Having anxiety and depression together is working on other people’s problems so you don’t have to deal with yours.
Having anxiety and depression together is the worst and best way to be a trainer – or at least the only way that I know.
At some point I’ll have a less sad post on that…
I stumbled upon a striking post from someone who has suffered from anorexia at least in part due to relatives criticizing her weight. There is no shortage of posts on the Internet about body-shaming, but this one stood out specifically because of how it began by describing an all too familiar situation: that of a relative calling you fat.
Now, this hasn’t happened to me in a very long time. If anyone comments on my weight, it’s to say that I’m looking thinner. This isn’t surprising, given my increased power endurance work, but it’s a bit disappointing to hear people tell me that I should stay thin because it’s a good look for me. Leaner, yes – I want my body fat down to around 15% – but personally I dislike being on the slim side. I think it looks weird on my broad shoulders, and I don’t like the look of loosely hanging sleeves on myself.
Mainly I dislike looking anything like I used to feel: powerless.
That’s what being unfit was like. I felt incompetent, incapable of anything significant. I couldn’t run ten minutes without risking an asthma attack, and the thought of ten push-ups was downright terrifying. There are many other things I could say about that time in my life, but it should suffice for me to say that one of the reasons I value the roughly 58 kilos of muscle I have so much is that the process of developing it, strengthened my mind as much as my body.
Being fit is about more than looking good. It’s about feeling good, whatever that may mean to you. If fitting into a size 0 – and I call bullshit on that being a thing – actually makes you feel good, hey, who am I to say it’s wrong? So long as you don’t push it on others – so long as you don’t force them to accept that everyone should be the same – then more power to you.
The thing is, I think very few people fully appreciate what it means to say that beauty is in the eye of the beholder. It doesn’t just mean that we accept others have different physical standards of beauty, but that others also find different meaning in those standards. The common ground is hard to find and often narrow, which is why appearance is such a controversial topic in the world of fitness.
Personally, my appearance is only important insofar as it is representative of what I can do. I associate my relative muscularity with the things I can do: one-arm push-ups, pistol squats, 300+ pound deadlifts, and 2000m rows are within my abilities, and I am glad to look like it. Thus, I dislike being told to get thinner or lose more weight because I refuse to sacrifice these things for the sake of someone else. I can do 10 handstand push-ups, and that’s more important to me than your approval.
Similarly, I find athletic women far more attractive than thin ones. Melissa Benoist on Supergirl, for example, has wonderfully muscled arms and legs. Her physique is undoubtedly feminine, but still projects strength, power, and capability. I would say the same about certain females I’ve trained and worked with – not that they were thin enough for the catwalk, but that they understood strength and hard work, and it showed. It’s the same thing I keep trying to tell a certain co-worker with concerns about her physique: women with muscular arms and legs can be quite attractive, as she is.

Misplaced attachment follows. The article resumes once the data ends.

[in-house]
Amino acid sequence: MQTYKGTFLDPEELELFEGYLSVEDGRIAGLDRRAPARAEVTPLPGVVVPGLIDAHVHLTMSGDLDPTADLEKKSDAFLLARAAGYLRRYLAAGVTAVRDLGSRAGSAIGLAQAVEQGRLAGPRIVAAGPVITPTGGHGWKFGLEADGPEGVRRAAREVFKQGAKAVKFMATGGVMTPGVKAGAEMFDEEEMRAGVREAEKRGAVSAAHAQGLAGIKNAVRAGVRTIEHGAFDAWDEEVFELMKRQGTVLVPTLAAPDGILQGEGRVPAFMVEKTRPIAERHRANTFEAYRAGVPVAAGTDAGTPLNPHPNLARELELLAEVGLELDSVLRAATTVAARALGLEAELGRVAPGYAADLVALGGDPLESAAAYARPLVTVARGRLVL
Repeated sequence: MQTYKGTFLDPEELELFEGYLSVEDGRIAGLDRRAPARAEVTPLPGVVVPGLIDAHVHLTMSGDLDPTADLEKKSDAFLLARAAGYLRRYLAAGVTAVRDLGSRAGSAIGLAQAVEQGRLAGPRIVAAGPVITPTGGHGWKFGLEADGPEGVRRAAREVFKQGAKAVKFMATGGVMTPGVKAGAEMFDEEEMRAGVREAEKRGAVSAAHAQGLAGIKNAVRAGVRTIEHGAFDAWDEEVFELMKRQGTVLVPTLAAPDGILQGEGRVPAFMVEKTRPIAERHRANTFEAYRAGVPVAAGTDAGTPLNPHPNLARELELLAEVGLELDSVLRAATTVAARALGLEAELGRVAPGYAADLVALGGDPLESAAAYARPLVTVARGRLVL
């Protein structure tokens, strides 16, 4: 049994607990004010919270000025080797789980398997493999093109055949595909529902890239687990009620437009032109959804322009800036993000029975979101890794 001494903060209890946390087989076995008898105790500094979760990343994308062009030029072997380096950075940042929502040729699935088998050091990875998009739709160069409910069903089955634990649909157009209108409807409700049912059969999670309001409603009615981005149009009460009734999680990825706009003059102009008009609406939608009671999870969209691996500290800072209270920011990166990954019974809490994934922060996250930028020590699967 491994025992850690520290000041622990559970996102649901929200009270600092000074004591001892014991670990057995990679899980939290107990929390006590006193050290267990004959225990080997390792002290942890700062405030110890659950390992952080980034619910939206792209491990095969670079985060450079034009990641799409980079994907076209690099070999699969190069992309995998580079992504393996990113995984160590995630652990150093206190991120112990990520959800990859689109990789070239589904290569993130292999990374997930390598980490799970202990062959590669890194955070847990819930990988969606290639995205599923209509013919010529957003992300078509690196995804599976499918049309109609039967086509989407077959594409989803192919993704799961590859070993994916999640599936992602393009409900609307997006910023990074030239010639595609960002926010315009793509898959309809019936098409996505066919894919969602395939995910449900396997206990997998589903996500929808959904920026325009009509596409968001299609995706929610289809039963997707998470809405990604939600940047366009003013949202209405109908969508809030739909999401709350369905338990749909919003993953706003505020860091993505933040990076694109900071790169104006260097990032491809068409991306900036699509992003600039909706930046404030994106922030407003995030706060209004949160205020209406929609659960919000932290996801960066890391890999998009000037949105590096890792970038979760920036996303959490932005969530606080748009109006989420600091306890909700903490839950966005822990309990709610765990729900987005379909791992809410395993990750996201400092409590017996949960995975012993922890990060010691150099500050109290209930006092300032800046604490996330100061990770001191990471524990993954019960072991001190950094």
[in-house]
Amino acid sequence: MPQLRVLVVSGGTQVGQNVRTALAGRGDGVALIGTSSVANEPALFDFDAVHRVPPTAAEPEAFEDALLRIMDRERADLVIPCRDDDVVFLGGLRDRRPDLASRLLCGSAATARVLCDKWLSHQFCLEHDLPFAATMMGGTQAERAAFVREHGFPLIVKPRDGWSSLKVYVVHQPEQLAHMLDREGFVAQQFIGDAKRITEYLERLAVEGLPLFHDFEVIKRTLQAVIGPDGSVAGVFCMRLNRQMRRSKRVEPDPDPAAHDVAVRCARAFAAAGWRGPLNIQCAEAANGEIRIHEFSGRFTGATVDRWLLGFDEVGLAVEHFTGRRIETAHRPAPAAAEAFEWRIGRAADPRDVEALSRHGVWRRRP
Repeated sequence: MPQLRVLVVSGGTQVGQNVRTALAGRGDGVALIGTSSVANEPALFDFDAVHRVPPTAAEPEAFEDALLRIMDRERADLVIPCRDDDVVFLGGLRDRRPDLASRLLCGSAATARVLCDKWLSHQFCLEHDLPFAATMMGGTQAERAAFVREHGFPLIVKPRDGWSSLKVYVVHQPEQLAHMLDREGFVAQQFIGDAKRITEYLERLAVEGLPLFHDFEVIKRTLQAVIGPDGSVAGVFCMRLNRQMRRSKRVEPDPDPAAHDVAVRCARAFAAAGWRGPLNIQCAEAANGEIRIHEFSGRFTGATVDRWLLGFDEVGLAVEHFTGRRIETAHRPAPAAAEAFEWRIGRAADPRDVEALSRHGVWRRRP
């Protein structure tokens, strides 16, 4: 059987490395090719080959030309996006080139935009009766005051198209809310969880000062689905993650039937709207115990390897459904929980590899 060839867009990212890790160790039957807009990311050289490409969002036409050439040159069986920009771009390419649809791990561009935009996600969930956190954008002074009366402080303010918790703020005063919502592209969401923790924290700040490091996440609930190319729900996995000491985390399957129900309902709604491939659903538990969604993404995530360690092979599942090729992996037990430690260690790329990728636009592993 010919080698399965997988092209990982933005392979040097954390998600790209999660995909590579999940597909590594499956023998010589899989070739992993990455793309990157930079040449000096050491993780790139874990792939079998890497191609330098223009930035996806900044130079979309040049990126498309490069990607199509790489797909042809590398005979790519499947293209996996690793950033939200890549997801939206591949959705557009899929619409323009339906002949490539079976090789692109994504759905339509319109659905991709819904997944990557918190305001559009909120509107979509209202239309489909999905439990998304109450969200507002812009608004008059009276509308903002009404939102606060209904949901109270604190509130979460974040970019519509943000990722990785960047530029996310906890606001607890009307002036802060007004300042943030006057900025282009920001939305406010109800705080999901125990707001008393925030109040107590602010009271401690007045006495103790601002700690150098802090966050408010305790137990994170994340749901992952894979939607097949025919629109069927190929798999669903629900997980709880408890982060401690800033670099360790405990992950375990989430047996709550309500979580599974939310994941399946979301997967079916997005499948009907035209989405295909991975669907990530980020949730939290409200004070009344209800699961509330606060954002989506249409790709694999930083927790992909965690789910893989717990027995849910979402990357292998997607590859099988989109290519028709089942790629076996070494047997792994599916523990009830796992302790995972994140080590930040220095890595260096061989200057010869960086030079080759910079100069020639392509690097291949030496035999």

But guess what? You don’t have to give a single shit about what I think regarding your looks. If you’re healthy and comfortable with what you look like and what you can do, honestly, you’re a step above me. If I have a problem with body-shaming, it isn’t so much because it’s unrealistic, as because it assumes standards that have no place existing and wouldn’t be agreed on by everyone anyway. It’s especially ridiculous because the fittest people on the planet – the ones who presumably have the best reasons to look the way they do – would fall well outside the “normal” standards of beauty. Female runners would disagree with the desirability of a thigh gap. Men who squat think skinny jeans are stupid. And if you’re one of those designers who thinks everyone should have tiny shoulders and be rake thin, you’re dumb and I hate you.
But I digress.
I realize that I sort of turned this into a rant about how fit people shouldn’t have to justify how they look to anyone, but what I have (perhaps poorly) been trying to say is that we will always be most comfortable when we understand why we look or act a certain way. I don’t worry about people who tell me to be thinner because I know what’s important. Similarly, the blogger I mentioned at the start of this post, learned to love herself because she realized that arbitrary numbers don’t equal happiness.
Workout – Skill + Strength / Power Endurance
60x each Jumping Jacks, Front Jacks, Twist Jacks, Seal Jacks
6×6 Ring Dip – focus on depth and control
For time – finished in 14:34
10x DB Bench Press @ 2x60lbs
30x Burpee Pull-up
20x DB Bench Press @ 2x50lbs
20x Burpee Pull-up
30x DB Bench Press @ 2x40lbs
10x Burpee Pull-up
10x 30s Plank / 30s Rest*
* Hands on TRX every other round
- I need to improve my dipping strength if I want to clean up my muscle-up.
- The open circuit turned out much harder than I thought it would be. The bench press weights aren’t anything special, but bench pressing anything even remotely heavy is far worse when you’re still trying to recover your breath. I wound up breaking those into sets of 10, giving me more time to breathe. Fucking burpee pull-ups.
- My isometric core work tends to be neglected due to the glamor of toes-to-bar and similar strength-oriented ab work. I can’t help but wonder how much of my deficiency in the front squat is due to a weaker core than the one with which I squatted 120kg, about two years ago.